Speaking of gluttons, I was surprised to hear that Weekend Special a.k.a 2-Minute Noodle a.k.a minister of cooperative governance David ‘Des’ van Rooyen spent so much time at the Guptas house. Former Public Protector Thuli Madonsela found he’d made at least 17 calls from the Saxonwold compound. They obviously didn’t have time to get their story straight because Atul Gupta told Thuli that the minister had never even been to their house. I suppose it’s possible he was calling from the street outside.
“Atul, open the gate!”
“Who is it?”
“It’s me, David.”
“David, man. Dave. Open up. I think the cops saw me.”
“Dave’s not here.”
“What the hell? No, man. I’m Dave. Open up.”
The saddest part is that Van Rooyen spent Valentines Day with the Guptas this year. Maybe it’s not sad at all. When you consider that Eskom CEO Brian Molefe visited the Indians 19 times in four months and in six made over forty telephone calls to Ajay, the oldest, sugariest daddy of the family, you have to wonder if there wasn’t perhaps something else going on here. Atul, Ajay and Rajesh. That’s a ready-made threesome right there. Just add malfeasance. Perhaps all this talk of coal mines and contracts was just a smokescreen to cover up what was really happening at Sexonwold. The platinum-plated Jacuzzis, the late-night nudity, the discreet oral favours in return for information. Leopards on leashes and a blindfolded jazz quartet in the corner. A subtle reminder that goodies will be provided but you should bring your own bag. For the sake of the environment, of course. And also fingerprints.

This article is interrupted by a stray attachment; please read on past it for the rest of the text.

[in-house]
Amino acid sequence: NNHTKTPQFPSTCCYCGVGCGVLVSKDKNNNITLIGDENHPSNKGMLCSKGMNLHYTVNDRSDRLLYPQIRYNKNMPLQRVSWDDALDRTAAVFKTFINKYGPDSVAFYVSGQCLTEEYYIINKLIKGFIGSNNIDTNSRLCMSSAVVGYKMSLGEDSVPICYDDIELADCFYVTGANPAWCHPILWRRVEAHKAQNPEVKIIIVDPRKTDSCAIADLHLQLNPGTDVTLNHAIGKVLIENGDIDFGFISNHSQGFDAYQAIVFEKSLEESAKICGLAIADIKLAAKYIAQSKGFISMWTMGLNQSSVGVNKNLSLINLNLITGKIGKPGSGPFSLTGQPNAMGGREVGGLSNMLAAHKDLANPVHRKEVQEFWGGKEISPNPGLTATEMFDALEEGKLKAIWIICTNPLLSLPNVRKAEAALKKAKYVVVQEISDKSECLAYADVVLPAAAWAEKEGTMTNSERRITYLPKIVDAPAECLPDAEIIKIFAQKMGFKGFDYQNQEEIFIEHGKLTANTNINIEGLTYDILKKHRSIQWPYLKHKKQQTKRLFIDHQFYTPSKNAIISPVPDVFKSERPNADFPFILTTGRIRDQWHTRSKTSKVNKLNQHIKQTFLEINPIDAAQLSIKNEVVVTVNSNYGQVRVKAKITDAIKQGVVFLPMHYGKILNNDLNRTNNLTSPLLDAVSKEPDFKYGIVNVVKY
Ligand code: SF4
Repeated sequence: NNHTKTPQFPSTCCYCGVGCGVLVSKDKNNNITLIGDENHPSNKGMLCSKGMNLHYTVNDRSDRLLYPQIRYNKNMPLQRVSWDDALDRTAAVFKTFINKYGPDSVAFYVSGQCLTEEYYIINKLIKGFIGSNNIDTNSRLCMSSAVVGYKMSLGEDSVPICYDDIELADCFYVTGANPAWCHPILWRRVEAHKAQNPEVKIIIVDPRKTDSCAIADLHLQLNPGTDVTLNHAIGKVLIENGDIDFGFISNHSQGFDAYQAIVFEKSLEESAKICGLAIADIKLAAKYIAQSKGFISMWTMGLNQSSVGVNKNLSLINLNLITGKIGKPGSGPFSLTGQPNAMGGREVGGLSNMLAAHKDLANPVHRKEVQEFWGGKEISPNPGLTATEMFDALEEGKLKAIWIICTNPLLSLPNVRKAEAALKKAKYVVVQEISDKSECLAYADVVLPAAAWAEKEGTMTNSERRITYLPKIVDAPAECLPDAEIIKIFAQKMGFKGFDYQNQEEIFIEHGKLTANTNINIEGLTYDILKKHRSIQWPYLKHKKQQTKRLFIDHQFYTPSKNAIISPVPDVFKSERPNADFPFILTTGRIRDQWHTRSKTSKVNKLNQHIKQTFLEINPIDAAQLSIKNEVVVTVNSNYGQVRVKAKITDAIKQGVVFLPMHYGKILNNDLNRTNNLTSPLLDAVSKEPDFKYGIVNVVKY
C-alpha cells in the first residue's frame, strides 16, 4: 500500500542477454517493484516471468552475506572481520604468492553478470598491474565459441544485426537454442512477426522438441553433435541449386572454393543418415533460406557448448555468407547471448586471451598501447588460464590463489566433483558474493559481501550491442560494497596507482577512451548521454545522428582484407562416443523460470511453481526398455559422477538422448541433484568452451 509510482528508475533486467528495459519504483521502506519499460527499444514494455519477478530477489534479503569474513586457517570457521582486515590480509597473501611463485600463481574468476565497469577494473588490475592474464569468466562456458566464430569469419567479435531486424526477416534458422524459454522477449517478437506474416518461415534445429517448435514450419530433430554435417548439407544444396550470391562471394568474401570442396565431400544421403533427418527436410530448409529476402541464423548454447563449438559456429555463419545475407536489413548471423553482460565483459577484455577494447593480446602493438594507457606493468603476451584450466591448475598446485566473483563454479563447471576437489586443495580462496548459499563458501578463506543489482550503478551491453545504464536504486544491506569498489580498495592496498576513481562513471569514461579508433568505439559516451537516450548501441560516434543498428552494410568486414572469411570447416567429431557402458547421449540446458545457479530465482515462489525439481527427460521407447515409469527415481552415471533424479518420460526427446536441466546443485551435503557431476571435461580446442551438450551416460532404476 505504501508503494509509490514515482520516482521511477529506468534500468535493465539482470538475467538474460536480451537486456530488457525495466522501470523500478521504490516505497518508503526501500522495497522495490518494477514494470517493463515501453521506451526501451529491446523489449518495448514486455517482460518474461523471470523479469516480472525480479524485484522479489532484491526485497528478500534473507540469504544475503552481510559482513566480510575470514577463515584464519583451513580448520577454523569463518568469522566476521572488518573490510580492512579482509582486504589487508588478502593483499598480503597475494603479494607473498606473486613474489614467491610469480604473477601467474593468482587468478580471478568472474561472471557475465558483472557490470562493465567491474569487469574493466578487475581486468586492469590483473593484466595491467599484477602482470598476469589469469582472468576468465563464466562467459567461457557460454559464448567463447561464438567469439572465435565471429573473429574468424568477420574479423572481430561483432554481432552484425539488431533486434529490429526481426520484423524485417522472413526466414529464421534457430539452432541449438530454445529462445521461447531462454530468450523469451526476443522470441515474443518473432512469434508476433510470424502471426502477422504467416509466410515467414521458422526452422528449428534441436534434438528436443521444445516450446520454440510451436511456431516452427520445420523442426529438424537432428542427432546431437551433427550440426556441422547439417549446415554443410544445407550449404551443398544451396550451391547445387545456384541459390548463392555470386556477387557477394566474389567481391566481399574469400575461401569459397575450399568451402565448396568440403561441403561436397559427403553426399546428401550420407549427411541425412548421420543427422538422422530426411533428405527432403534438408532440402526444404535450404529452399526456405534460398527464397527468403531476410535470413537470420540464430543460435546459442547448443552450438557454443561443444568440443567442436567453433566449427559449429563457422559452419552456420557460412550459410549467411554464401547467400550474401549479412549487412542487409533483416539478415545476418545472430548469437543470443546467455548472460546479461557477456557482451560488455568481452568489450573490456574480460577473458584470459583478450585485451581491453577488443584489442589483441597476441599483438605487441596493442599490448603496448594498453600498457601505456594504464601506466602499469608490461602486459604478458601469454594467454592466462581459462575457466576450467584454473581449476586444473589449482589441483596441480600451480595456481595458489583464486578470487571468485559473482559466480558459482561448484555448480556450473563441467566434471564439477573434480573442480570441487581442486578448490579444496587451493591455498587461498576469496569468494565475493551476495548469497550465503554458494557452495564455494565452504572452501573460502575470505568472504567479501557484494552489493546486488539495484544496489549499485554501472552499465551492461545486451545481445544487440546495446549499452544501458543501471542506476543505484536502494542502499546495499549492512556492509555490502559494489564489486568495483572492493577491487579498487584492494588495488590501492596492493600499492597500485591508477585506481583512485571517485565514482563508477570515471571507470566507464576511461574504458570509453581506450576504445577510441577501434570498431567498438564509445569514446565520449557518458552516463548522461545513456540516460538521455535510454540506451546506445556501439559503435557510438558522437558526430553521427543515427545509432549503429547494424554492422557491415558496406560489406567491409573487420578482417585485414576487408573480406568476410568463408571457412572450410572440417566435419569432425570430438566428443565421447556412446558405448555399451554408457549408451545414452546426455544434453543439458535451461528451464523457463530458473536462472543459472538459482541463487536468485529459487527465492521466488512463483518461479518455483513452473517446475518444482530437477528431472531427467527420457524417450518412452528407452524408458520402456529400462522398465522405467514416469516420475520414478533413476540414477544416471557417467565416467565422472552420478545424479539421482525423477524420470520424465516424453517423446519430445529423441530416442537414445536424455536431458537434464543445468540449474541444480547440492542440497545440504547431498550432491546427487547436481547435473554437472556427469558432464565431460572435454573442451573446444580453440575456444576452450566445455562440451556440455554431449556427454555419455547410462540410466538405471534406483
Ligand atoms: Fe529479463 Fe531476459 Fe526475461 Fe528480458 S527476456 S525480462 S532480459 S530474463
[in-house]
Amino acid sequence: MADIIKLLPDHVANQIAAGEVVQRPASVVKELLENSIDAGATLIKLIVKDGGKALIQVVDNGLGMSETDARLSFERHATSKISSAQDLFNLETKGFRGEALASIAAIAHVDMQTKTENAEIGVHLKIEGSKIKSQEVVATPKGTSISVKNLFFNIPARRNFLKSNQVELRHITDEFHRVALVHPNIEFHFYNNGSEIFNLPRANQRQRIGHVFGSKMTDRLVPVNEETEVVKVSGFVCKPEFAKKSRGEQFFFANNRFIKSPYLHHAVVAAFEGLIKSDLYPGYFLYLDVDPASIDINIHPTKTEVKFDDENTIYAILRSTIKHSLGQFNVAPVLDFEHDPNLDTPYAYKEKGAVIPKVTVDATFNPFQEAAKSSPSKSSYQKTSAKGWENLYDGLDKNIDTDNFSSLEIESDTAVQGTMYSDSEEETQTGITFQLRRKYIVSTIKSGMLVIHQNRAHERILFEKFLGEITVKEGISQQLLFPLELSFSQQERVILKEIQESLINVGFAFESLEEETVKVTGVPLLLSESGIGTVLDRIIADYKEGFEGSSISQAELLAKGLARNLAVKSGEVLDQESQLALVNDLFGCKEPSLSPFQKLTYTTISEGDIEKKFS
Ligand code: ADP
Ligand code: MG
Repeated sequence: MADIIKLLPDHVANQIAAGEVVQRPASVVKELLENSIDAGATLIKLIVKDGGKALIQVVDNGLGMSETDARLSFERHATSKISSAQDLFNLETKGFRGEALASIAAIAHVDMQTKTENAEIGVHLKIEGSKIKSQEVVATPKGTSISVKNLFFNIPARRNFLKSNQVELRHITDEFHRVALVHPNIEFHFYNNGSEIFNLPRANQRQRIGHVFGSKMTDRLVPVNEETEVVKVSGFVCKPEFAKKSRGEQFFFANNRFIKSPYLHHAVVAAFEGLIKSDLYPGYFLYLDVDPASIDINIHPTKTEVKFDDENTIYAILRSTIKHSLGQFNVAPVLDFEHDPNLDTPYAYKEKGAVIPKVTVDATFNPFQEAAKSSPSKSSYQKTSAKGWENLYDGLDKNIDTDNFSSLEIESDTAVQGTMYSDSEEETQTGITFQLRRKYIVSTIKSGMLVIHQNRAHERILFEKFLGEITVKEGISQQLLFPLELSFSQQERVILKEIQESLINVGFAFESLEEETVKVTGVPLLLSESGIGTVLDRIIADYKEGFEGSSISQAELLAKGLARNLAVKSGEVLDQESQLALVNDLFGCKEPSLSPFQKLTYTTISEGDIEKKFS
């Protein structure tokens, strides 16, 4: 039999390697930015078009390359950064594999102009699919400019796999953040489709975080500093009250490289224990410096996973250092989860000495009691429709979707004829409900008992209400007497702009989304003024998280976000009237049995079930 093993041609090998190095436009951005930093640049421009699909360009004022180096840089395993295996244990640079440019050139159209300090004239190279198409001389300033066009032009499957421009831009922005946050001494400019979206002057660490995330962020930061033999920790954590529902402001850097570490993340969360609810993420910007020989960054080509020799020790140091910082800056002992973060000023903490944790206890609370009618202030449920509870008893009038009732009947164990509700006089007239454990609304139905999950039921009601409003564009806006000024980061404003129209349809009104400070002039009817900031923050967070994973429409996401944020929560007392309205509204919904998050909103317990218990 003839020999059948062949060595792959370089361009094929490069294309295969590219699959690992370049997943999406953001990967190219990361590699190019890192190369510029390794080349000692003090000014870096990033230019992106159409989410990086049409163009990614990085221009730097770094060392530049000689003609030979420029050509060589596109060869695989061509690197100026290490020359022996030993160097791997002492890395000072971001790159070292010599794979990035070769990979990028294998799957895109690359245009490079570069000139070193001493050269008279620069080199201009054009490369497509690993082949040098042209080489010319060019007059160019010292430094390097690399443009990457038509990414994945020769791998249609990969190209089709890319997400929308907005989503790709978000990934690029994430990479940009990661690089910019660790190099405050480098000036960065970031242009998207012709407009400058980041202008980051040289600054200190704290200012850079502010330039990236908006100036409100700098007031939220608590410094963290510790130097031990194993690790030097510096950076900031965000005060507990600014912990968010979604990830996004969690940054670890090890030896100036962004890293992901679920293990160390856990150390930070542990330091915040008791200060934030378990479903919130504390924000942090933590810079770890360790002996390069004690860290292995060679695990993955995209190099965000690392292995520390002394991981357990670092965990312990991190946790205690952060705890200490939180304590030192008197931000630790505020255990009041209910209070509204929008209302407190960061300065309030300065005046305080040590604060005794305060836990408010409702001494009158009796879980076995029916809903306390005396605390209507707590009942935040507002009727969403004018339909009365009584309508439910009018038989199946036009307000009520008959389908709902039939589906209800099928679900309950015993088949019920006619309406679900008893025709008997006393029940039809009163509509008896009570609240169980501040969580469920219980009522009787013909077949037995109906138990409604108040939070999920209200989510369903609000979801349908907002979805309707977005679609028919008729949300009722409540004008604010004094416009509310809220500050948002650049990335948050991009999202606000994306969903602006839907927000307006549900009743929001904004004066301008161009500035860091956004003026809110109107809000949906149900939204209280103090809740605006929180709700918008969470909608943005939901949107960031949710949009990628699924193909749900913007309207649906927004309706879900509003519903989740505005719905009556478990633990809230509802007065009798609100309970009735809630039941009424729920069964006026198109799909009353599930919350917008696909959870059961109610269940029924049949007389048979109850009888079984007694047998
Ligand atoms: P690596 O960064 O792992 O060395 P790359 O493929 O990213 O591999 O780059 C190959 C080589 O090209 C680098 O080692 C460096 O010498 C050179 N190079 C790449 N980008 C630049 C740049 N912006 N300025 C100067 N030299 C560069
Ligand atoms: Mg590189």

So here we are. I can’t help feeling Thuli didn’t go far enough. I was hoping that by now Radovan Krecjir and Oscar Pistorius would be picking teams for the afternoon game. I don’t know if Zuma, Molefe, Zwane, Van Rooyen, Eskom’s board of directors, the Guptas etc even know how to play soccer. I don’t suppose it really matters. They’d just make up the rules as they go along.
It somehow seems fitting that, at the lowest point of his political career, President Jacob Zuma chose to visit his appalling counterpart in Zimbabwe. Well done, Jake.
Meanwhile, bring on the judicial commission of inquiry. If that gets hijacked, let’s give Dog the Bounty Hunter a call. I’ll put up the first thousand bucks.
Of course, none of this matters if Donald Trump wins on Tuesday. Start building your nuclear bunkers, people. You just never know.